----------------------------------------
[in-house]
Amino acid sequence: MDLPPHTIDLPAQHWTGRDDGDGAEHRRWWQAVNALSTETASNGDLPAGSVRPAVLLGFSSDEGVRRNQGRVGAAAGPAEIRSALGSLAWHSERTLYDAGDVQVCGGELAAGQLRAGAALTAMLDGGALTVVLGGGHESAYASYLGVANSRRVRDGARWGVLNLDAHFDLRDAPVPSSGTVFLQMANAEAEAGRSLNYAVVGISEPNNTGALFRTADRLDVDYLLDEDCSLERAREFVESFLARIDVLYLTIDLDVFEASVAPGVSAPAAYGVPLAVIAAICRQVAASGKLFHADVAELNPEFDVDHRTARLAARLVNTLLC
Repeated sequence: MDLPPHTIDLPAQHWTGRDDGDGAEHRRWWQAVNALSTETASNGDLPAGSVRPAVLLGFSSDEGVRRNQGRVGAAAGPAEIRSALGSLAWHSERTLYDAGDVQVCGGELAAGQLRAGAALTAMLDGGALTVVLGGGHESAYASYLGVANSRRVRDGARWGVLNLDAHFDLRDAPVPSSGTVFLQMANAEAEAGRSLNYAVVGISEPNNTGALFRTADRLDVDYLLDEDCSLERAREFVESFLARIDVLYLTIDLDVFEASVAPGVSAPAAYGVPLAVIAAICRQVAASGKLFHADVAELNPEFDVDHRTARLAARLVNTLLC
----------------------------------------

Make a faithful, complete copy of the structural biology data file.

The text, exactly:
[in-house]
Amino acid sequence: MDLPPHTIDLPAQHWTGRDDGDGAEHRRWWQAVNALSTETASNGDLPAGSVRPAVLLGFSSDEGVRRNQGRVGAAAGPAEIRSALGSLAWHSERTLYDAGDVQVCGGELAAGQLRAGAALTAMLDGGALTVVLGGGHESAYASYLGVANSRRVRDGARWGVLNLDAHFDLRDAPVPSSGTVFLQMANAEAEAGRSLNYAVVGISEPNNTGALFRTADRLDVDYLLDEDCSLERAREFVESFLARIDVLYLTIDLDVFEASVAPGVSAPAAYGVPLAVIAAICRQVAASGKLFHADVAELNPEFDVDHRTARLAARLVNTLLC
Repeated sequence: MDLPPHTIDLPAQHWTGRDDGDGAEHRRWWQAVNALSTETASNGDLPAGSVRPAVLLGFSSDEGVRRNQGRVGAAAGPAEIRSALGSLAWHSERTLYDAGDVQVCGGELAAGQLRAGAALTAMLDGGALTVVLGGGHESAYASYLGVANSRRVRDGARWGVLNLDAHFDLRDAPVPSSGTVFLQMANAEAEAGRSLNYAVVGISEPNNTGALFRTADRLDVDYLLDEDCSLERAREFVESFLARIDVLYLTIDLDVFEASVAPGVSAPAAYGVPLAVIAAICRQVAASGKLFHADVAELNPEFDVDHRTARLAARLVNTLLC